The cloud here, all dark and forbidding, is the amount of time involved, and the expense, you will be faced with when writing a letter. It is the searching for the right person to write to. It is trying to find a subject to write about, and describing yourself without appearing self-centred or narcissistic. It is the possibility of failure, in that a letter sent does not receive a reply, or is returned as undeliverable. I can tell a few stories about just such events – many letters not replied to, but that is to be expected – where, for example, someone took my letter out of the envelope, read it, and then sent it back to me, without comment, in their own envelope. Or, how about the woman who received a notebook from me, part of an ongoing art project, where all she had to do was write her own letter or essay and then forward the notebook to someone else. She sent me an electronic mail thanking me for the beautiful book and then, when I patiently explained once more what it was for, shouted that she would be keeping the book, not using it, and that I am a scammer and cheat and I should, well, the first word of two begins with an F and is not exactly as ladylike and shy as the woman claimed to be in her own profile, nor something I am likely to mention in polite company.
The cloud is that a letter to someone, stranger or friend, takes time: it is not an immediate communication as with an electronic mail or a text message: a letter goes through many hands before finally arriving in those for which it has been written, and that takes time. People forget, of course, that an electronic mail will not always get to its destination immediately, and, more poignantly, they also forget that their other part, the person they are writing to, will not necessarily be sitting in front of a computer right at that moment, and will not necessarily reply immediately. Patience is required, and not just when waiting for the delivery and a possible reply; patience is needed when writing too. A letter, contrary to popular belief, cannot simply be dashed off in a few seconds, like those thank-you notes we sent to a distant Aunt we’d never heard of before, thanking her for some ill-received and inappropriate Christmas present. Even those with all the time in the world on their hands, do not have patience for letter writing, since it all takes so long.
Imagine our forefathers, who had to wait months for a simple letter to be delivered by hand, before the postal system as we know it was developed. Imagine those, less than two hundred years ago, who expected a letter each and every day from close relatives – husbands and wives especially. Imagine those, concubines and mistresses as well as lovers and wives, in eleventh century Japan who expected a letter from their just-departed lover the same evening, before they went back to bed, and often replied to it the same night. And, just to make it more exciting, imagine that some of that Japanese letter had to be an appropriate and original piece of verse.
We, modern-day writers of old-fashioned missives, have it easy. There is so much going on in this world that we know about, we can find a subject to pour our hearts out over at the flick of a switch, the turn of a page. Everyone has an opinion, whether they have the facts too or not is another matter, but everyone has an opinion they are just dying to share with someone else. And the great advantage – as well as a disadvantage, which is why it could be the cloud rather than the silver lining – is that no one interrupts your train of thought while you are writing and attempts to insert their reply, or their own opinion. There are interruptions and distractions, of course, but not from those you’re writing to. Every single letter is a monologue, a soliloquy of our own thoughts laid out from start to finish. Letters are character and personality building, as the other person cannot see us and has to rely on what we write for their information – another cloud and silver lining moment.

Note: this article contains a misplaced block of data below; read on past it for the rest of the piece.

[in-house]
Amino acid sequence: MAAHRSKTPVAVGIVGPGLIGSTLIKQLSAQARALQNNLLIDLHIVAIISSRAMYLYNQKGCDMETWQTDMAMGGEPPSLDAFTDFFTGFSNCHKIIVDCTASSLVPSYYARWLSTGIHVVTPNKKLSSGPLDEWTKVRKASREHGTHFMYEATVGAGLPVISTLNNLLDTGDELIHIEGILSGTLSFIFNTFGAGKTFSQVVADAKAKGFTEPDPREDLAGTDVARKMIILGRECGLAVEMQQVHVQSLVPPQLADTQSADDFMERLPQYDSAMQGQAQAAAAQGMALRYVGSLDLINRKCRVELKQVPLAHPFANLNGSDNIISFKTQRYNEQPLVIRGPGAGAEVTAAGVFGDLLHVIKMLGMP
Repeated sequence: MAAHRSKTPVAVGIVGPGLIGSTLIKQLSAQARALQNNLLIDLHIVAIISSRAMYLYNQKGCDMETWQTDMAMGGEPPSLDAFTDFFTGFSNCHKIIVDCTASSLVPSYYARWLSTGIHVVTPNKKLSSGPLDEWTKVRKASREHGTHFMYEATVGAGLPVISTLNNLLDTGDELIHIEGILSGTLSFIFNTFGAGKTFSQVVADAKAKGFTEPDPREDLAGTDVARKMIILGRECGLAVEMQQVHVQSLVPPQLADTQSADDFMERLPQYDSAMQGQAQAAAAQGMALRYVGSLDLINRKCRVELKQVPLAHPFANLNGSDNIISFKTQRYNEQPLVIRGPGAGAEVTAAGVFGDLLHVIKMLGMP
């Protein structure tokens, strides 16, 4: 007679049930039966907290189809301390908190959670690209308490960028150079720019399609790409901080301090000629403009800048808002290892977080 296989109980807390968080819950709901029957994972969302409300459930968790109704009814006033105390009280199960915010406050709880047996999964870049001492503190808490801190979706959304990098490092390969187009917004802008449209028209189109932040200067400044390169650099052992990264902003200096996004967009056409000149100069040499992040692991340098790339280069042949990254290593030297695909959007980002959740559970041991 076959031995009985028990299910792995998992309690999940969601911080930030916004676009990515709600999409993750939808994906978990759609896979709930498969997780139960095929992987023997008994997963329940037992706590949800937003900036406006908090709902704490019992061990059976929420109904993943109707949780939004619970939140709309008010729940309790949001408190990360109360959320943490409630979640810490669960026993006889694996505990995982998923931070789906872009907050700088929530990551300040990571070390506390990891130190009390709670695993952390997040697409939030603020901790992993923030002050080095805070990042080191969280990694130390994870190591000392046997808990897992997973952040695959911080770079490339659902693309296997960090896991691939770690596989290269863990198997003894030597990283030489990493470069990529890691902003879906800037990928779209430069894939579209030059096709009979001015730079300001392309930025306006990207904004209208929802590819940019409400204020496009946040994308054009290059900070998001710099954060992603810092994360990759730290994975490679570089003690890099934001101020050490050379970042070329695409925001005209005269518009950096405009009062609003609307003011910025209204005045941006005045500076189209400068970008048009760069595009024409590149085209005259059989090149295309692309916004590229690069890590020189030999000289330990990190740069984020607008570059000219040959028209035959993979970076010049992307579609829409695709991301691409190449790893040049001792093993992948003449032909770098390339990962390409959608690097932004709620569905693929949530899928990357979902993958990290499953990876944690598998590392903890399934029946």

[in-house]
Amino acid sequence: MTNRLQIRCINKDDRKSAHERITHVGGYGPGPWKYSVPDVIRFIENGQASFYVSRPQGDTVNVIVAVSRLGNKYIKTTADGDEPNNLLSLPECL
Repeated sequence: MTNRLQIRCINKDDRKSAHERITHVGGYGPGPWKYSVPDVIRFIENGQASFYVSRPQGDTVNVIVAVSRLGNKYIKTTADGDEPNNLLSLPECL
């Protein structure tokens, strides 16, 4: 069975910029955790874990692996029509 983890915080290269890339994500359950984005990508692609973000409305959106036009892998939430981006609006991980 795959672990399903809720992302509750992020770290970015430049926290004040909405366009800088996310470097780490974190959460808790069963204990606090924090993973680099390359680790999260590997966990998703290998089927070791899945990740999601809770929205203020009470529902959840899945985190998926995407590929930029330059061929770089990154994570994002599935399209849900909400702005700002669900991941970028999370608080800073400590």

And then we come to the real silver – although some are disappointed when they do not strike gold – in that each letter is unique. Each letter is just for one person, and that person is you, unless you decide to share it. Someone has dedicated their time and energy with no one else in mind, and crafted a work of art for an exclusive client. Of course, there is also the building up of trust and of friendship, the learning of new things, places, social environments and all that, but these are secondary silver linings. These come with the package. You have a further silver lining which some people also overlook: the plenitude of choice. A young woman, regardless of her circumstances, will receive greater attention than a man – and certainly more than an old white man like me! This is, as we all know, not necessarily an advantage, but in the case of letter writing as opposed to those unwelcome random collisions out in the real world – which are also, thankfully, a matter for massive discussion at present – it works wonders. Choosing the pick of the patch, you might say, the best of the harvest. But then, sometimes those which do not seem to be the best on the outside are far better when explored, when taken apart, when opened up like a grey cloud covering the sun to see if there is, indeed, a silver lining inside.
Thou that stupendous truth believed,
And now the matchless deed’s achieved,
Determined, Dared, and Done
as Christopher Smart, a long forgotten poet, once wrote.
But, as I wrote near the start of this short letter, if you don’t step off the pathway everyone else has already walked alone and explore your own, if you don’t take a chance and see what is over the next hill, if you don’t sing in the lifeboat and thereby draw attention to your presence in the vast ocean of this world, you’ll never make it onto the first step, never mind see what is at the top of the staircase.